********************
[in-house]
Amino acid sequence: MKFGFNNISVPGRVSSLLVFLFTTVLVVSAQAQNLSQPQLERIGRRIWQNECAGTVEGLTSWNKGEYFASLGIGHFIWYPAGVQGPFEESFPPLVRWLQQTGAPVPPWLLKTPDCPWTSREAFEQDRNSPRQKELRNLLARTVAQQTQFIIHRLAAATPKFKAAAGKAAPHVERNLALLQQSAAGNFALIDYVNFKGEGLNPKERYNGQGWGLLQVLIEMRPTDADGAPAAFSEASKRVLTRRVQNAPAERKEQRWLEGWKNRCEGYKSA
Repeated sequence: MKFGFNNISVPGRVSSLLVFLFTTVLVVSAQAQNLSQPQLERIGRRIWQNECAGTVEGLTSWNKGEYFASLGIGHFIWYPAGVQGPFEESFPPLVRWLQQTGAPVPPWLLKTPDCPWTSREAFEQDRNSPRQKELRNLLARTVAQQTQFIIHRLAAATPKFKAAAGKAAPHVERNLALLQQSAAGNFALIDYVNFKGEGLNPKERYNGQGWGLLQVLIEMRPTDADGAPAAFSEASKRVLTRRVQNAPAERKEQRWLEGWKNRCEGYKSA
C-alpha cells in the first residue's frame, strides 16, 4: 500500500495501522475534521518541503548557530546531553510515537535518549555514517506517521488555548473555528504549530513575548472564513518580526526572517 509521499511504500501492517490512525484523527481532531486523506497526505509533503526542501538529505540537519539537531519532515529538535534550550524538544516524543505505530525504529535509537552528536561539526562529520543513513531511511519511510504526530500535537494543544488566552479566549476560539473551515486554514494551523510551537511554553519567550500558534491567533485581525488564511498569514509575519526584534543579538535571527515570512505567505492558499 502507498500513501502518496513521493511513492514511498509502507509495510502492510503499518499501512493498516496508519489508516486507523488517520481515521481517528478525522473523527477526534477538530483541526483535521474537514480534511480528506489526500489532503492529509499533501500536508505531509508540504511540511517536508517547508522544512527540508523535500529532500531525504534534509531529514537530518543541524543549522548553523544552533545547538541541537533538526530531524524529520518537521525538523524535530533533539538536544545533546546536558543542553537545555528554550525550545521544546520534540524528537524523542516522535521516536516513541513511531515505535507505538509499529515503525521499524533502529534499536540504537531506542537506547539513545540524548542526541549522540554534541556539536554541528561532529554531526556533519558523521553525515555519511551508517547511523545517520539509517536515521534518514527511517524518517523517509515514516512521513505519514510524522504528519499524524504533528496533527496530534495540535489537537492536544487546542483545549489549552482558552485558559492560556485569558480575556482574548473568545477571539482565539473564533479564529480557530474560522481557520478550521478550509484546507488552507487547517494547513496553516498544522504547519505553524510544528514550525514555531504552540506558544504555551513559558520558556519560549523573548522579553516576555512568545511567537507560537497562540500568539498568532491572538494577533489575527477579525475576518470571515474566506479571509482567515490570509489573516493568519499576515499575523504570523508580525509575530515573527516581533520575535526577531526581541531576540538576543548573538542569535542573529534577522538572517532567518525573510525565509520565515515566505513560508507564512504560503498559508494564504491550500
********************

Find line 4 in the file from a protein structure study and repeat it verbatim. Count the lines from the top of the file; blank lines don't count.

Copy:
C-alpha cells in the first residue's frame, strides 16, 4: 500500500495501522475534521518541503548557530546531553510515537535518549555514517506517521488555548473555528504549530513575548472564513518580526526572517 509521499511504500501492517490512525484523527481532531486523506497526505509533503526542501538529505540537519539537531519532515529538535534550550524538544516524543505505530525504529535509537552528536561539526562529520543513513531511511519511510504526530500535537494543544488566552479566549476560539473551515486554514494551523510551537511554553519567550500558534491567533485581525488564511498569514509575519526584534543579538535571527515570512505567505492558499 502507498500513501502518496513521493511513492514511498509502507509495510502492510503499518499501512493498516496508519489508516486507523488517520481515521481517528478525522473523527477526534477538530483541526483535521474537514480534511480528506489526500489532503492529509499533501500536508505531509508540504511540511517536508517547508522544512527540508523535500529532500531525504534534509531529514537530518543541524543549522548553523544552533545547538541541537533538526530531524524529520518537521525538523524535530533533539538536544545533546546536558543542553537545555528554550525550545521544546520534540524528537524523542516522535521516536516513541513511531515505535507505538509499529515503525521499524533502529534499536540504537531506542537506547539513545540524548542526541549522540554534541556539536554541528561532529554531526556533519558523521553525515555519511551508517547511523545517520539509517536515521534518514527511517524518517523517509515514516512521513505519514510524522504528519499524524504533528496533527496530534495540535489537537492536544487546542483545549489549552482558552485558559492560556485569558480575556482574548473568545477571539482565539473564533479564529480557530474560522481557520478550521478550509484546507488552507487547517494547513496553516498544522504547519505553524510544528514550525514555531504552540506558544504555551513559558520558556519560549523573548522579553516576555512568545511567537507560537497562540500568539498568532491572538494577533489575527477579525475576518470571515474566506479571509482567515490570509489573516493568519499576515499575523504570523508580525509575530515573527516581533520575535526577531526581541531576540538576543548573538542569535542573529534577522538572517532567518525573510525565509520565515515566505513560508507564512504560503498559508494564504491550500